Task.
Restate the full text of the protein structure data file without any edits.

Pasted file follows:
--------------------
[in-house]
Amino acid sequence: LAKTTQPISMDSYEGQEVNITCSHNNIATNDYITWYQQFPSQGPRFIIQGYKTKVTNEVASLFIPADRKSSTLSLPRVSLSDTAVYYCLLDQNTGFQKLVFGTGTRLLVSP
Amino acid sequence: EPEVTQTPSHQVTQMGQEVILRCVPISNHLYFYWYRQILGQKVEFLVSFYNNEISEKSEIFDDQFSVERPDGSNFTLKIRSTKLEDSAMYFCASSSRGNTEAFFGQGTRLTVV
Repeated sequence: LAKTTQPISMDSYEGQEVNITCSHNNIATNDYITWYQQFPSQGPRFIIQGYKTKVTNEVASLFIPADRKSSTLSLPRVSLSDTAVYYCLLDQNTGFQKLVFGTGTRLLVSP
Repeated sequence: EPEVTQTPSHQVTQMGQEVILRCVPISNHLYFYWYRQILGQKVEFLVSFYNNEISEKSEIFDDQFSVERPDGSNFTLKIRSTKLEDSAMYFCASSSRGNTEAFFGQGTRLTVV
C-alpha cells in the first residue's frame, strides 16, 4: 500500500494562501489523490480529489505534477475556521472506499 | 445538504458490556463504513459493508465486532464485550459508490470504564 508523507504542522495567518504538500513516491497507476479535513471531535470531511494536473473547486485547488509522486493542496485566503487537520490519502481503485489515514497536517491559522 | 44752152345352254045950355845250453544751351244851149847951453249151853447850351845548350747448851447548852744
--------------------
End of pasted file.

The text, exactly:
[in-house]
Amino acid sequence: LAKTTQPISMDSYEGQEVNITCSHNNIATNDYITWYQQFPSQGPRFIIQGYKTKVTNEVASLFIPADRKSSTLSLPRVSLSDTAVYYCLLDQNTGFQKLVFGTGTRLLVSP
Amino acid sequence: EPEVTQTPSHQVTQMGQEVILRCVPISNHLYFYWYRQILGQKVEFLVSFYNNEISEKSEIFDDQFSVERPDGSNFTLKIRSTKLEDSAMYFCASSSRGNTEAFFGQGTRLTVV
Repeated sequence: LAKTTQPISMDSYEGQEVNITCSHNNIATNDYITWYQQFPSQGPRFIIQGYKTKVTNEVASLFIPADRKSSTLSLPRVSLSDTAVYYCLLDQNTGFQKLVFGTGTRLLVSP
Repeated sequence: EPEVTQTPSHQVTQMGQEVILRCVPISNHLYFYWYRQILGQKVEFLVSFYNNEISEKSEIFDDQFSVERPDGSNFTLKIRSTKLEDSAMYFCASSSRGNTEAFFGQGTRLTVV
C-alpha cells in the first residue's frame, strides 16, 4: 500500500494562501489523490480529489505534477475556521472506499 | 445538504458490556463504513459493508465486532464485550459508490470504564 508523507504542522495567518504538500513516491497507476479535513471531535470531511494536473473547486485547488509522486493542496485566503487537520490519502481503485489515514497536517491559522 | 44752152345352254045950355845250453544751351244851149847951453249151853447850351845548350747448851447548852744